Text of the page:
Office of Peacebuilding and Policy

“A Witness of the Church of the Brethren”

Our public witness is larger than legislative advocacy. Public witness points to working to find coherence between congregation life, service, advocating on policy, and questioning the values that undergird our politics.

We have been reconciled and have been given a ministry of reconciliation (2 Cor. 5:18). As disciples of Jesus called to go out and make disciples we are called to embodied reconciliation.

In Romans 12 we see the call to be personally transformed and embody and bear witness to the peace we have received. The Church of the Brethren’s Office of Public witness is “seeking to live the peace of Jesus publicly by educating on issues and peace theology, organizing Church of the Brethren members and congregations to take action, and advocating on Capitol Hill around issues of concern for the denomination.

Policy and prayer

2017/8 Update - one page description of OPP work

Messenger article on advocacy

Peace news


Reflection: Returning to a wounded but healing Nigeria
(August 24, 2018)
Kucheli Shankster Beecham reflects on a recent visit to camps for Internally Displaced Persons in Nigeria
Elizabethtown requests Atlantic Northeast District withdraw "Same-Gender Marriage" proposal
(August 23, 2018)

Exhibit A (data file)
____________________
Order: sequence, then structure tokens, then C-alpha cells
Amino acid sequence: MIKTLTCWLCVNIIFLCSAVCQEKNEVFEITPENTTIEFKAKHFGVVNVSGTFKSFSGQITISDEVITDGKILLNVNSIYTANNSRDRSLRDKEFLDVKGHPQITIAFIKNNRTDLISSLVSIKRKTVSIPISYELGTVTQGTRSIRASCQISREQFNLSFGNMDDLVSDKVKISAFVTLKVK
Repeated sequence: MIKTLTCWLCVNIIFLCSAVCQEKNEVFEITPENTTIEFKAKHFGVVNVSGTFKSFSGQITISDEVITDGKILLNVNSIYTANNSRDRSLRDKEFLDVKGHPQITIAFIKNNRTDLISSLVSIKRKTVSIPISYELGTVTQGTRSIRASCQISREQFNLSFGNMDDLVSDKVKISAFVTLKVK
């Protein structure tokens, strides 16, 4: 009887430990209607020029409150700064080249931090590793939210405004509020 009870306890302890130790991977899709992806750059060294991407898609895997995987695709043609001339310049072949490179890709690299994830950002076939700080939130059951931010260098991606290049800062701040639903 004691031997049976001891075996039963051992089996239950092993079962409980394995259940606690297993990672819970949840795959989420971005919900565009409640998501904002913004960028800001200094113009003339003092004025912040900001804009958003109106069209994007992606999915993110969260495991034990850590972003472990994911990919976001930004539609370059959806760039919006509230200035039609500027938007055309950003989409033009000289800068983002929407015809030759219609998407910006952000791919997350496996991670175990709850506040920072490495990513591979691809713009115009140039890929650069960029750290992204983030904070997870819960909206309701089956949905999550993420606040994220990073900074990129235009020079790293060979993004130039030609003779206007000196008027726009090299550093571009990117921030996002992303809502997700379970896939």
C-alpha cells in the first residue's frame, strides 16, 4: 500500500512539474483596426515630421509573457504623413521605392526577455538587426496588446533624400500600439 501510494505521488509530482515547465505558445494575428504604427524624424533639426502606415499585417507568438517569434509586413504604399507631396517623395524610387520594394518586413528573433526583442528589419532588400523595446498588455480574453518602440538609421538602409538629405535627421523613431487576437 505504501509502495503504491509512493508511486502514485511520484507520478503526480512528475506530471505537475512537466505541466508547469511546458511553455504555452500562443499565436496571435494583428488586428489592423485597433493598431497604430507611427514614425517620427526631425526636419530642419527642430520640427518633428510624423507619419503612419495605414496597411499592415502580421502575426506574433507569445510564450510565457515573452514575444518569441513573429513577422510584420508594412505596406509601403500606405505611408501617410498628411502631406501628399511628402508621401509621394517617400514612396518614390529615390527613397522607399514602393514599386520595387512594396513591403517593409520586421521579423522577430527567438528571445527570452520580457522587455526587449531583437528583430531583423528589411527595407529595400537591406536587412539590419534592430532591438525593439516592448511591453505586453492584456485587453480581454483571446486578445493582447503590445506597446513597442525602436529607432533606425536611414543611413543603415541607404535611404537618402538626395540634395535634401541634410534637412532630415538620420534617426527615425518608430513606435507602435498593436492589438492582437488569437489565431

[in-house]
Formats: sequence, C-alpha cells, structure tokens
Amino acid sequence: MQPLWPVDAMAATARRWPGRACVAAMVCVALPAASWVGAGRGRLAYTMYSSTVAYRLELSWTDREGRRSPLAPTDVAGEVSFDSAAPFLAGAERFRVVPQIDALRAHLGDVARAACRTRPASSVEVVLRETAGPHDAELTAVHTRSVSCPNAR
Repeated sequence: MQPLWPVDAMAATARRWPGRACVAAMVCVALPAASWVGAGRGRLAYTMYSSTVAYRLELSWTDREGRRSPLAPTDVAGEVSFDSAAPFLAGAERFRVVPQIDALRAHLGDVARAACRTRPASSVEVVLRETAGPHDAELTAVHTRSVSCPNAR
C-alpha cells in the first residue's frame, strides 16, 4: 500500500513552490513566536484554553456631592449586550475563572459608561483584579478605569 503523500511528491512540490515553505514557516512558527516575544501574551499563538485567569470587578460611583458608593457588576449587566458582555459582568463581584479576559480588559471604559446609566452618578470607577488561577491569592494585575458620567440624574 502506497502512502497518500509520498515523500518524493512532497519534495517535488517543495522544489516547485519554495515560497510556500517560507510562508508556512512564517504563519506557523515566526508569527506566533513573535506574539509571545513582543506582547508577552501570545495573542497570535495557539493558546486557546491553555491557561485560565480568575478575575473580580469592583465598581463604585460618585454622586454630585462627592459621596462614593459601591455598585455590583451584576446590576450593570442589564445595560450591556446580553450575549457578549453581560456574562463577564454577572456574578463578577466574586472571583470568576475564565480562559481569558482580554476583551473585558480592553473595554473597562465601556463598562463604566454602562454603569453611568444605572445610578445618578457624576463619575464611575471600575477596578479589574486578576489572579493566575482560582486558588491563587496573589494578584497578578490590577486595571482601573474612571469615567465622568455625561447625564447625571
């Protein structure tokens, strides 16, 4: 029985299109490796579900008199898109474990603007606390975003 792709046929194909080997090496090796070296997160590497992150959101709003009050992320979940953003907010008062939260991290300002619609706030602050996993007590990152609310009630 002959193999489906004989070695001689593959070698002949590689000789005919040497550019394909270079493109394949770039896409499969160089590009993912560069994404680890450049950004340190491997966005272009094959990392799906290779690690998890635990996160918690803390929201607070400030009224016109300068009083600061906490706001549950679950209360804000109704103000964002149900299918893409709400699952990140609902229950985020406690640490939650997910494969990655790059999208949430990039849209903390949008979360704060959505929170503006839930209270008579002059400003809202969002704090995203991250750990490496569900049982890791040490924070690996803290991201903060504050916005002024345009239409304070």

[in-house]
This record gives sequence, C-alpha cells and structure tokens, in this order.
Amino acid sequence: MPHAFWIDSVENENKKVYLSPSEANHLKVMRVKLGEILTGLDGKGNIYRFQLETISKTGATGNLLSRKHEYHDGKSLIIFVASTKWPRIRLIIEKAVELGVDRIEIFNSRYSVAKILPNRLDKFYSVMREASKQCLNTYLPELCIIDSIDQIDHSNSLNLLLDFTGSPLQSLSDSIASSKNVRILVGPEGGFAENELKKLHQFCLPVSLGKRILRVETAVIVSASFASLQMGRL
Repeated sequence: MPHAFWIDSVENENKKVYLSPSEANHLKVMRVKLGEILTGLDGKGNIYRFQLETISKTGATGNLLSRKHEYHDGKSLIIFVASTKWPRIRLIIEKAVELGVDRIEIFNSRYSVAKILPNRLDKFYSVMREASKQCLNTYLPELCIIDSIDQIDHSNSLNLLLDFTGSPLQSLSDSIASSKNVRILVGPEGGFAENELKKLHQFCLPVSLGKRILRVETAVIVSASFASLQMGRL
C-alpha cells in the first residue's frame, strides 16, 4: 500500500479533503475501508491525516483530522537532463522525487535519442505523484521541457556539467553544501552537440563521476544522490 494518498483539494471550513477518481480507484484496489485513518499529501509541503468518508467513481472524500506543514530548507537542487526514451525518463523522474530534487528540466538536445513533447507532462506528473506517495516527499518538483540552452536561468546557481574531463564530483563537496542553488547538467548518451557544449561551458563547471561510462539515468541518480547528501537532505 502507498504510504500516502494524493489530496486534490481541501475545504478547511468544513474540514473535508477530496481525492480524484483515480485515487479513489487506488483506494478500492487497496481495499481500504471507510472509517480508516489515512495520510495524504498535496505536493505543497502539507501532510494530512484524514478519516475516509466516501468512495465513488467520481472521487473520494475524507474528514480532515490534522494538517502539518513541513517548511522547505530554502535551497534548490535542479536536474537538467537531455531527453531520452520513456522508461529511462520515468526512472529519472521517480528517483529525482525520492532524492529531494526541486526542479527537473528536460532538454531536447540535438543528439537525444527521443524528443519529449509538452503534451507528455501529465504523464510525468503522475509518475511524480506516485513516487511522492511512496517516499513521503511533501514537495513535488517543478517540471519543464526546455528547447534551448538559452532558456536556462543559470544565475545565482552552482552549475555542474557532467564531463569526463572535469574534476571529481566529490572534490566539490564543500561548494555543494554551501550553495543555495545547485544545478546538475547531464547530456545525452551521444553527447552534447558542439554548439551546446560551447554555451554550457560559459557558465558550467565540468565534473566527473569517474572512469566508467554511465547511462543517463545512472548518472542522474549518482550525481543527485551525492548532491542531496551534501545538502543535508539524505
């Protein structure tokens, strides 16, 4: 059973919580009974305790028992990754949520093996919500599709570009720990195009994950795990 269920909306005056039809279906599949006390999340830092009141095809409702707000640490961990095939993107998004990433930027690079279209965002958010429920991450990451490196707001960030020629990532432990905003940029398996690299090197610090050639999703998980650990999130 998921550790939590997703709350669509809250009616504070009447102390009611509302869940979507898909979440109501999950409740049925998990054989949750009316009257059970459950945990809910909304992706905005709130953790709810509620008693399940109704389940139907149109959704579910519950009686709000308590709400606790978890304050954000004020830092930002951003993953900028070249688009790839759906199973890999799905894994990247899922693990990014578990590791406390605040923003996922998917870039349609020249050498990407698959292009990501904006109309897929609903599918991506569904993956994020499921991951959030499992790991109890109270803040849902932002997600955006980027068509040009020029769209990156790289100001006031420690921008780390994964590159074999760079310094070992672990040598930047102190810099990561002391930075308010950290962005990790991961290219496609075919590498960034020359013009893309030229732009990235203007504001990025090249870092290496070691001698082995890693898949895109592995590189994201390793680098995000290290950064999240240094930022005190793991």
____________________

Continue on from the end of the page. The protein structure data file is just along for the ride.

The Elizabethtown (Pa.) Church of the Brethren board has responded to the passage of “Policy on Same-Gender Marriage” by the Atlantic Northeast District board, “respectfully requesting” the board to withdraw the item from consideration at this year’s district conference.
Global Food Initiative grants sow seeds
(August 14, 2018)
Over $36,000 in grants this summer have aided US community garden projects, an agriculture conference in Haiti, an educational initiative in Nigeria, and hurricane recovery efforts in Puerto Rico
Prince of Peace hears first-hand experience of Manzanar
(August 1, 2018)
All they could take was one suitcase and what they could wear. That is what President Roosevelt’s Executive Order 9066 told Japanese and Japanese-Americans who were living on the west coast after the attack on Pearl Harbor, in 1942. They reported to relocation camps with only one week’s notice.
A road to freedom
(July 8, 2018)
In downtown Cincinnati, Ohio, there is a museum dedicated to the Underground Railroad and slavery in the United States. As soon as I began viewing the first part of the exhibit, I was overcome with emotion, seeing the portrayals of men bound in chains staring down the barrel of a gun. My eyes filled with tears.
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